PART 1: The History of the High Line
In 1847, the City of New York authorized street-level railroad tracks down Manhattan’s West Side. Due to the prevalence of accidents between freight trains and traffic, the West Side Improvement Project, which included the High Line, was started in 1929. The 13-mile project eliminated 105 street-level railroad crossings and cost over 150 million dollars, about 2 billion in current (2011) dollars. The High Line opened to trains in 1934 and originally ran from 34th Street to St. John's Park Terminal, at Spring Street. It was designed to go through the center of blocks, rather than over the avenue, to avoid the drawbacks of elevated subways. It connected directly to factories and warehouses, allowing trains to roll right inside buildings. Milk, meat, produce, and raw and manufactured goods could be transported and unloaded without disturbing traffic on the streets. The growth of interstate trucking in the 1950s led to a drop in rail traffic throughout the nation. In the 1960s, the southernmost section of the line was demolished. The last train ran in 1980 with three carloads of frozen turkeys. In the mid-1980s, a group of property owners with land under the line lobbied for the demolition of the entire structure. In 1999, the non-profit Friends of the High Line was formed, which advocated for the Line's preservation and reuse as public open space. Broadened community support for the High Line park grew and city funding was allocated in 2004. The southernmost section, from Gansevoort Street to 20th Street, opened as a city park on June 8, 2009. The middle section opened in June 2011, while the northernmost section's future remains uncertain, depending on a development project currently underway at the Hudson Yards.
PART 2: The Rooftop Additions, Part 1
On 26th Street just west of 10th Avenue, in the Chelsea Art District and in close proximity to the middle section of the High Line Park, Murdock Solon Architects, previously Murdock Young Architects, with Integrity Contracting, executed facade restoration, improvements and entry renovations to a group of buildings originally zoned for light manufacturing. Taking advantage of zoning allowances, Murdock Solon further planned for three rooftop additions to the group of buildings, which required review and approval by the Landmarks Preservation Commission. Challenged by the recession and decreased demand for high valued and avant garde art, the owner of the buildings has delayed funding for the rooftop additions until 2011, starting with the rooftop addition over the 3-story building closest to the high line park.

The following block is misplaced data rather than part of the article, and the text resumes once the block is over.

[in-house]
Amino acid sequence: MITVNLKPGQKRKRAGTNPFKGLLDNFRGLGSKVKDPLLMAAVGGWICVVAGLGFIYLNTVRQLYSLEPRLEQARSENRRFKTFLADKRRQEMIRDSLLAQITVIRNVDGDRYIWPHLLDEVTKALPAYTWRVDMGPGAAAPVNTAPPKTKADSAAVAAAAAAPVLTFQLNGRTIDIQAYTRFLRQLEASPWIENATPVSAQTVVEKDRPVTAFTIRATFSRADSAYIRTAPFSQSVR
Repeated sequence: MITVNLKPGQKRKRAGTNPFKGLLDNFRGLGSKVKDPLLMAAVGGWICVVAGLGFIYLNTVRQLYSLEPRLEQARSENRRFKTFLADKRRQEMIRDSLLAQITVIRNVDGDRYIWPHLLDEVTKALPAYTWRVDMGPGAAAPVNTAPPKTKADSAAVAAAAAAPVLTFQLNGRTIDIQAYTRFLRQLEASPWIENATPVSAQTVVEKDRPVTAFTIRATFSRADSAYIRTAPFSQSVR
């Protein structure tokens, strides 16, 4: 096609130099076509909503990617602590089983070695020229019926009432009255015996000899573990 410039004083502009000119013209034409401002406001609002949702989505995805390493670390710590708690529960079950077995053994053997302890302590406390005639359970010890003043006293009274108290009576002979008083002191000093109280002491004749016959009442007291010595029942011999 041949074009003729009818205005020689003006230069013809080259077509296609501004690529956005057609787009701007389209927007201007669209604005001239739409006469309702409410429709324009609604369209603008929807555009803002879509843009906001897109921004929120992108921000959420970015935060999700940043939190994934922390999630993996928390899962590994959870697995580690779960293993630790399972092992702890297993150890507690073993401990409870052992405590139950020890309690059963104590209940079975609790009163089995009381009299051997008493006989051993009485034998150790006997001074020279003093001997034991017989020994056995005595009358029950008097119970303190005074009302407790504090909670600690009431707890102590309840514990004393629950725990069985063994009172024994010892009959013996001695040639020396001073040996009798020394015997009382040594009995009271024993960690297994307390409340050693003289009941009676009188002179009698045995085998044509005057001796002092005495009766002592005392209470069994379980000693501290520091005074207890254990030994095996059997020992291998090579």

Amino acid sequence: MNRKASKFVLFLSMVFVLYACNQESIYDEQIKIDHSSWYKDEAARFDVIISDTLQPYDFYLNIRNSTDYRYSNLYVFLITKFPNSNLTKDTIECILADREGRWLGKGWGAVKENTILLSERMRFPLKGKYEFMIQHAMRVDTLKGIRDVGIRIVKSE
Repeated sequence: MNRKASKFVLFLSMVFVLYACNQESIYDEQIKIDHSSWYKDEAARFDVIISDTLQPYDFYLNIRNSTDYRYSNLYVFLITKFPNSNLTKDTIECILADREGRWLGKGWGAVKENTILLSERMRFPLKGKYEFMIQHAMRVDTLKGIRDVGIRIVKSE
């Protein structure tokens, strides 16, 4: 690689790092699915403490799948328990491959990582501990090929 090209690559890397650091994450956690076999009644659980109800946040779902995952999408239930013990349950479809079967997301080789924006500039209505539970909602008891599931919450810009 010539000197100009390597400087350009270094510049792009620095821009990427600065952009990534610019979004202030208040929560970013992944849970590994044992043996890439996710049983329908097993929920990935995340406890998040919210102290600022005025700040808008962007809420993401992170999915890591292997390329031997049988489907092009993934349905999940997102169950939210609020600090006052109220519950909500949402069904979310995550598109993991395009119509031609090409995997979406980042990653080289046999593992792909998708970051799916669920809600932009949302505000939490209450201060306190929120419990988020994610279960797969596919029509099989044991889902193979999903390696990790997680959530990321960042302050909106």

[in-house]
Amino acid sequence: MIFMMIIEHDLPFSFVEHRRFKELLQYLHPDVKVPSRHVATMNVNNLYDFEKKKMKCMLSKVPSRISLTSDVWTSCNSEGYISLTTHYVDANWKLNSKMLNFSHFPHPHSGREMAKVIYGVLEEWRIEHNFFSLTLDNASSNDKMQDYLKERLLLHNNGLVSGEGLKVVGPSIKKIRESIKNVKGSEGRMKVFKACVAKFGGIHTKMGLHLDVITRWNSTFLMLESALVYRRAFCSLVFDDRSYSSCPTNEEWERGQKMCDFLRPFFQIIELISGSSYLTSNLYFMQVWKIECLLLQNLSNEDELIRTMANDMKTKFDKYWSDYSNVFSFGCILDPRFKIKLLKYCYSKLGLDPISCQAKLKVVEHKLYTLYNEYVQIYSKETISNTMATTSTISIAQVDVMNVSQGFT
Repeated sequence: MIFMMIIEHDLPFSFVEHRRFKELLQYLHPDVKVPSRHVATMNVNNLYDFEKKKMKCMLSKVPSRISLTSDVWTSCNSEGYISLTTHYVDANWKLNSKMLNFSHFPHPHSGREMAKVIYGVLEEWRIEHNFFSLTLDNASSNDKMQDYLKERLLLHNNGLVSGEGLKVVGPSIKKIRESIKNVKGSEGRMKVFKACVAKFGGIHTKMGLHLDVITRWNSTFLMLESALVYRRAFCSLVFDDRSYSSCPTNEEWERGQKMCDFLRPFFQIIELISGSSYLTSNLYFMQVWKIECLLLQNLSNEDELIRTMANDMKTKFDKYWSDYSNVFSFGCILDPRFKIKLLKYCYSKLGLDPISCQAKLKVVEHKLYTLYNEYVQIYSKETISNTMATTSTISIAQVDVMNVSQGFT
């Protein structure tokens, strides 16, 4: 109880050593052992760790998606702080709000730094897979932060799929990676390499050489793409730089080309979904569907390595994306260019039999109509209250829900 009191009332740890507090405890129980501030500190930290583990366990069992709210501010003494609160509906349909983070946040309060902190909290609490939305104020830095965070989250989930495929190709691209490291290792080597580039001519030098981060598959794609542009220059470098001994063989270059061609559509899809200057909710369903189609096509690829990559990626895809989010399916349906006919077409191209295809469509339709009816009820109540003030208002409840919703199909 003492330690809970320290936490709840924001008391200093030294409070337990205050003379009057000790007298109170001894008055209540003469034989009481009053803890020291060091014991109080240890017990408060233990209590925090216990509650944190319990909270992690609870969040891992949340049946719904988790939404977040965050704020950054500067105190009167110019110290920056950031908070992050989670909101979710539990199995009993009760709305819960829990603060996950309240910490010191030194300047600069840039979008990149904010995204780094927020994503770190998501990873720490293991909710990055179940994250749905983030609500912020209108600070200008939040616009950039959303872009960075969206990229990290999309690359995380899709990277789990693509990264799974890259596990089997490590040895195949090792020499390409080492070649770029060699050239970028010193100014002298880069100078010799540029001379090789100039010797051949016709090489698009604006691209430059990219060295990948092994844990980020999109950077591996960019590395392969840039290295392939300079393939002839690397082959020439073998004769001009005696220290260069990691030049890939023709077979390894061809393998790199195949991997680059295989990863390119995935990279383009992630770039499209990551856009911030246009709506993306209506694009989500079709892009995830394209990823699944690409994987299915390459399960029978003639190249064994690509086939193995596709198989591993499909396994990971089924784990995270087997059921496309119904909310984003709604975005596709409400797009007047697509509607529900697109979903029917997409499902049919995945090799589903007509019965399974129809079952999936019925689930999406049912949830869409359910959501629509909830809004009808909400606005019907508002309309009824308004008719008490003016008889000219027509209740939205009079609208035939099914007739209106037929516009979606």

The challenge we are facing with this rooftop addition is the need to completely remove the existing roofing material, which contains asbestos, and replace the existing timber joists with a new steel structure to support the new fourth floor addition. Since the lower floors are occupied by art gallery tenants, it is necessary to provide a continuously waterproof enclosure throughout the construction process. At the time of this posting, the plans and schedule outline a completion schedule of December 2011 for the rooftop addition enclosure and another two months for interior finishes and tenant occupancy.
For the purpose of coordinating the installation of the scaffolding and subsequent construction activities, I commissioned the creation of a 3D model using Google SketchUp. This model will help in coordinating with authorities related to the High Line Park as well as the tenants of adjacent properties and our own subcontractors.